Recent Blog Articles
Thinking about COVID booster shots? Here’s what to know
Cancer survivors' sleep is affected long after treatment
Do I have to yell so much?
What to do when elective surgery is postponed
What happened to trusting medical experts?
Stuttering in children: How parents can help
Icy fingers and toes: Poor circulation or Raynaud’s phenomenon?
Evoking calm: Practicing mindfulness in daily life helps
Finding balance: 3 simple exercises to steady your steps
Boosting your child’s immune system
Laugh and be thankful—it’s good for the heart
- By Patrick J. Skerrett, Former Executive Editor, Harvard Health
As a service to our readers, Harvard Health Publishing provides access to our library of archived content. Please note the date of last review or update on all articles. No content on this site, regardless of date, should ever be used as a substitute for direct medical advice from your doctor or other qualified clinician.
Great read, just affirms that laughter is an amazing medicine! Laughter has also been said to be a way to burn calories 😉
It has been often said that laughter is the best medicine. Unfortunately, the overwhelming negativity prevalent in today’s society often leads us to forget that life is as much about enjoying as it is about living. The same way that depressing news depresses us, laughter makes us happy. And once in a while, it is important to just Laugh Out Loud (LOL).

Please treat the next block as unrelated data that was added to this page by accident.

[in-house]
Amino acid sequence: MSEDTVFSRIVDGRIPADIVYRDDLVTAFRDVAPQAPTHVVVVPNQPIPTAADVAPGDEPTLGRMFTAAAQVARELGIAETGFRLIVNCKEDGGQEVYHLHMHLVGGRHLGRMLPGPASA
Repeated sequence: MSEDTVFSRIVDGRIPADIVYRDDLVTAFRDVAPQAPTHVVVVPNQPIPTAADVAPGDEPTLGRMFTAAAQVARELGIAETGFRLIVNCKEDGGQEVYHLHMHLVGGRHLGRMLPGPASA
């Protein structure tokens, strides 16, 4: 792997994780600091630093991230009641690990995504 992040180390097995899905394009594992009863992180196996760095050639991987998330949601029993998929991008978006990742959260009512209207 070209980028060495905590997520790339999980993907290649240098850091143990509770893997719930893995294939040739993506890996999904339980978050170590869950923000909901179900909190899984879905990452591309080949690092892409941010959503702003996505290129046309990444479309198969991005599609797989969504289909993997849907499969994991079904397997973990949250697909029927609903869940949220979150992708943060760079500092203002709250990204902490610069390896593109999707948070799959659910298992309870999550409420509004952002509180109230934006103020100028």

A great read.
Hello Mr. P.J. Skerrett. I’m a Medical Student of Catholic University of Maule, Chile. I think that is a very interesting post, because you talk about of something really common like laughing, and how this fact can help us in several ways, and bring us many benefits. One of them is the improvement of the cardiovascular function (a physical function)
Moreover, also it’s important to mention psychological benefits, and how the “deep laughing” supports our minds, and how help us to keep it balanced and healthy.
It would be interesting adding laughing as a complementary therapy in several pathologies, and in this manner helping to keep healthy minds and bodies during the treatments
Camilo San Martín Ojeda.
I think that laughter, as well as just a smile contributes to your level of happiness and that is the real factor that contributes to our health and well being. Let’s face it, Happy people live longer than unhappy persons.
Commenting has been closed for this post.
Free Healthbeat Signup
Get the latest in health news delivered to your inbox!